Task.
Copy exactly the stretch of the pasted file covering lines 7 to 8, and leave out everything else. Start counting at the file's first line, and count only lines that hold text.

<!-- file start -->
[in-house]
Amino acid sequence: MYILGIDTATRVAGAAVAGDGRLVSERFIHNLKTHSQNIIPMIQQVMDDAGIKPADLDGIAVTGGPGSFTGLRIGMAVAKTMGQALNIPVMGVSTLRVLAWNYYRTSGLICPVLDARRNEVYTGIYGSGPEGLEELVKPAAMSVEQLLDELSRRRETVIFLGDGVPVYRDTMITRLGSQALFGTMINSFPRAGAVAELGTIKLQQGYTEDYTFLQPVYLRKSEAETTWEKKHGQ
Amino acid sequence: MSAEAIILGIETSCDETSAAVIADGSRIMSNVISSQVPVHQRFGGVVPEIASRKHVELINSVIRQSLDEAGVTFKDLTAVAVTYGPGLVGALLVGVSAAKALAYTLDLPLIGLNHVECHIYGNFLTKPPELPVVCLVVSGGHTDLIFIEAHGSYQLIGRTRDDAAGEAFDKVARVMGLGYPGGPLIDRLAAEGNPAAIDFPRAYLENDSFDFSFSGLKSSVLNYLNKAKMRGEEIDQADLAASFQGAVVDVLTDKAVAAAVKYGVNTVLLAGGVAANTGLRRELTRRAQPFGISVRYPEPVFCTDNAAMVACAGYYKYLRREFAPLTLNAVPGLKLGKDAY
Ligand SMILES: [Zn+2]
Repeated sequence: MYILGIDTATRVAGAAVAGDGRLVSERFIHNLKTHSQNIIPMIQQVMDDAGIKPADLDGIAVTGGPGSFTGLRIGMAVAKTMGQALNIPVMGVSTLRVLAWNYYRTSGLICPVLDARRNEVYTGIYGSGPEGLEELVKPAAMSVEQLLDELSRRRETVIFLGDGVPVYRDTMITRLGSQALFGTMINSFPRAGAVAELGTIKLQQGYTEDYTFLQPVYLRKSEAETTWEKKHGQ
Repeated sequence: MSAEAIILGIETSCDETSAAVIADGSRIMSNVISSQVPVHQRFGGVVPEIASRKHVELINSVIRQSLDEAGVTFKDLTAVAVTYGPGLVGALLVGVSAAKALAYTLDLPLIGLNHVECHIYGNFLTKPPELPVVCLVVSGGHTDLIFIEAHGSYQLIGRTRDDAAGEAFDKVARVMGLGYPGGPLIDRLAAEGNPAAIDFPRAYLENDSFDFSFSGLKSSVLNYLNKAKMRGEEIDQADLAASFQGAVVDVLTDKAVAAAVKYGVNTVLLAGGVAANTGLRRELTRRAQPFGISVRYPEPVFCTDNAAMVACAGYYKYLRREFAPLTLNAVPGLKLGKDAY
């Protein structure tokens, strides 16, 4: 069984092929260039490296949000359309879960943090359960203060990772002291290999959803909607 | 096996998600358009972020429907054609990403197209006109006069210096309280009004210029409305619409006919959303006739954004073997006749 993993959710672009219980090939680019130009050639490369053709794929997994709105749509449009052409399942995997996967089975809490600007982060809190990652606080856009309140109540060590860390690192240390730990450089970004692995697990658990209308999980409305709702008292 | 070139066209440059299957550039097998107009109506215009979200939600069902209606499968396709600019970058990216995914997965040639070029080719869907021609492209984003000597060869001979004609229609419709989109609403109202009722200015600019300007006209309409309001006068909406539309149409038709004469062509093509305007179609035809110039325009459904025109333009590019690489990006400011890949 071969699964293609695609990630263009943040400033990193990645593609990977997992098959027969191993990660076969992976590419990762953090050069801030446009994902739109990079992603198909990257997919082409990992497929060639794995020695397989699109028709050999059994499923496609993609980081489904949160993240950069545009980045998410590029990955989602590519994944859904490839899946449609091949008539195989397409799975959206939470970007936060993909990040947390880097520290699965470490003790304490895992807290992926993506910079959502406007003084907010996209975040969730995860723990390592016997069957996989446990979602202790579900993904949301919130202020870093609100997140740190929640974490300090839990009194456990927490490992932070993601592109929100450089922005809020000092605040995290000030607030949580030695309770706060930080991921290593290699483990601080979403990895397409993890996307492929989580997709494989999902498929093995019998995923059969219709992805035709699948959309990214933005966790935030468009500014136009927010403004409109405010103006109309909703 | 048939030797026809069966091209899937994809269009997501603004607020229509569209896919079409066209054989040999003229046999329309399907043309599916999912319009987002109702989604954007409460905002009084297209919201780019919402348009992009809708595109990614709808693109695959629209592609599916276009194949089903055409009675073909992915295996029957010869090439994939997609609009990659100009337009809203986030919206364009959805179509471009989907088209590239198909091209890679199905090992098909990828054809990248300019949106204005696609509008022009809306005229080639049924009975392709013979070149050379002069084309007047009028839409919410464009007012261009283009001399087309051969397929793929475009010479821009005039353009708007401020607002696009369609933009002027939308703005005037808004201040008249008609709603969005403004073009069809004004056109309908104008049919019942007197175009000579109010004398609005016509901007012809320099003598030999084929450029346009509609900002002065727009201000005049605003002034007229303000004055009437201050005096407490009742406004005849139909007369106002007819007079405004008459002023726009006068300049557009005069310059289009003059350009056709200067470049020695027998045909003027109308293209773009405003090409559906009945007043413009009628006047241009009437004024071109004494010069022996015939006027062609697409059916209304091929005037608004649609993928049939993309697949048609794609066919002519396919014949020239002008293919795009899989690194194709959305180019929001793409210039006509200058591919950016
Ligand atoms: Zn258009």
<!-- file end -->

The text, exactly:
């Protein structure tokens, strides 16, 4: 069984092929260039490296949000359309879960943090359960203060990772002291290999959803909607 | 096996998600358009972020429907054609990403197209006109006069210096309280009004210029409305619409006919959303006739954004073997006749 993993959710672009219980090939680019130009050639490369053709794929997994709105749509449009052409399942995997996967089975809490600007982060809190990652606080856009309140109540060590860390690192240390730990450089970004692995697990658990209308999980409305709702008292 | 070139066209440059299957550039097998107009109506215009979200939600069902209606499968396709600019970058990216995914997965040639070029080719869907021609492209984003000597060869001979004609229609419709989109609403109202009722200015600019300007006209309409309001006068909406539309149409038709004469062509093509305007179609035809110039325009459904025109333009590019690489990006400011890949 071969699964293609695609990630263009943040400033990193990645593609990977997992098959027969191993990660076969992976590419990762953090050069801030446009994902739109990079992603198909990257997919082409990992497929060639794995020695397989699109028709050999059994499923496609993609980081489904949160993240950069545009980045998410590029990955989602590519994944859904490839899946449609091949008539195989397409799975959206939470970007936060993909990040947390880097520290699965470490003790304490895992807290992926993506910079959502406007003084907010996209975040969730995860723990390592016997069957996989446990979602202790579900993904949301919130202020870093609100997140740190929640974490300090839990009194456990927490490992932070993601592109929100450089922005809020000092605040995290000030607030949580030695309770706060930080991921290593290699483990601080979403990895397409993890996307492929989580997709494989999902498929093995019998995923059969219709992805035709699948959309990214933005966790935030468009500014136009927010403004409109405010103006109309909703 | 048939030797026809069966091209899937994809269009997501603004607020229509569209896919079409066209054989040999003229046999329309399907043309599916999912319009987002109702989604954007409460905002009084297209919201780019919402348009992009809708595109990614709808693109695959629209592609599916276009194949089903055409009675073909992915295996029957010869090439994939997609609009990659100009337009809203986030919206364009959805179509471009989907088209590239198909091209890679199905090992098909990828054809990248300019949106204005696609509008022009809306005229080639049924009975392709013979070149050379002069084309007047009028839409919410464009007012261009283009001399087309051969397929793929475009010479821009005039353009708007401020607002696009369609933009002027939308703005005037808004201040008249008609709603969005403004073009069809004004056109309908104008049919019942007197175009000579109010004398609005016509901007012809320099003598030999084929450029346009509609900002002065727009201000005049605003002034007229303000004055009437201050005096407490009742406004005849139909007369106002007819007079405004008459002023726009006068300049557009005069310059289009003059350009056709200067470049020695027998045909003027109308293209773009405003090409559906009945007043413009009628006047241009009437004024071109004494010069022996015939006027062609697409059916209304091929005037608004649609993928049939993309697949048609794609066919002519396919014949020239002008293919795009899989690194194709959305180019929001793409210039006509200058591919950016
Ligand atoms: Zn258009």